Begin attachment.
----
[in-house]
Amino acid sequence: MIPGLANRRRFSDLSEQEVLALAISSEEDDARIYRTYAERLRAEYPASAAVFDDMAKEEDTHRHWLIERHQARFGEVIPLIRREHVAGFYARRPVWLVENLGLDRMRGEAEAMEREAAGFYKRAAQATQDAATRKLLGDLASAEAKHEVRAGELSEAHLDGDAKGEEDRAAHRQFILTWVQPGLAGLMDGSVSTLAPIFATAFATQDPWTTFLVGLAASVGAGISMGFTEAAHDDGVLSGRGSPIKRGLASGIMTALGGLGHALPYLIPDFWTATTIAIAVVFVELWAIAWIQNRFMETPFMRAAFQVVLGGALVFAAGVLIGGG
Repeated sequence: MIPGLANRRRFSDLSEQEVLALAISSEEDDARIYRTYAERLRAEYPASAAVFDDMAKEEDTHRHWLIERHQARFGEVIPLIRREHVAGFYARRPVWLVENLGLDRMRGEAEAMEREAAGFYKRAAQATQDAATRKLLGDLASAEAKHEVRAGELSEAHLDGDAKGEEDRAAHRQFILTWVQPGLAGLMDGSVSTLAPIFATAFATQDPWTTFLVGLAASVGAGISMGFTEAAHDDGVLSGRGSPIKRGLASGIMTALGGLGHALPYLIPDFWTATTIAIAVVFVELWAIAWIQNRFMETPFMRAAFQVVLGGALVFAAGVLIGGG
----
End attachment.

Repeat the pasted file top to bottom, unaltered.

[in-house]
Amino acid sequence: MIPGLANRRRFSDLSEQEVLALAISSEEDDARIYRTYAERLRAEYPASAAVFDDMAKEEDTHRHWLIERHQARFGEVIPLIRREHVAGFYARRPVWLVENLGLDRMRGEAEAMEREAAGFYKRAAQATQDAATRKLLGDLASAEAKHEVRAGELSEAHLDGDAKGEEDRAAHRQFILTWVQPGLAGLMDGSVSTLAPIFATAFATQDPWTTFLVGLAASVGAGISMGFTEAAHDDGVLSGRGSPIKRGLASGIMTALGGLGHALPYLIPDFWTATTIAIAVVFVELWAIAWIQNRFMETPFMRAAFQVVLGGALVFAAGVLIGGG
Repeated sequence: MIPGLANRRRFSDLSEQEVLALAISSEEDDARIYRTYAERLRAEYPASAAVFDDMAKEEDTHRHWLIERHQARFGEVIPLIRREHVAGFYARRPVWLVENLGLDRMRGEAEAMEREAAGFYKRAAQATQDAATRKLLGDLASAEAKHEVRAGELSEAHLDGDAKGEEDRAAHRQFILTWVQPGLAGLMDGSVSTLAPIFATAFATQDPWTTFLVGLAASVGAGISMGFTEAAHDDGVLSGRGSPIKRGLASGIMTALGGLGHALPYLIPDFWTATTIAIAVVFVELWAIAWIQNRFMETPFMRAAFQVVLGGALVFAAGVLIGGG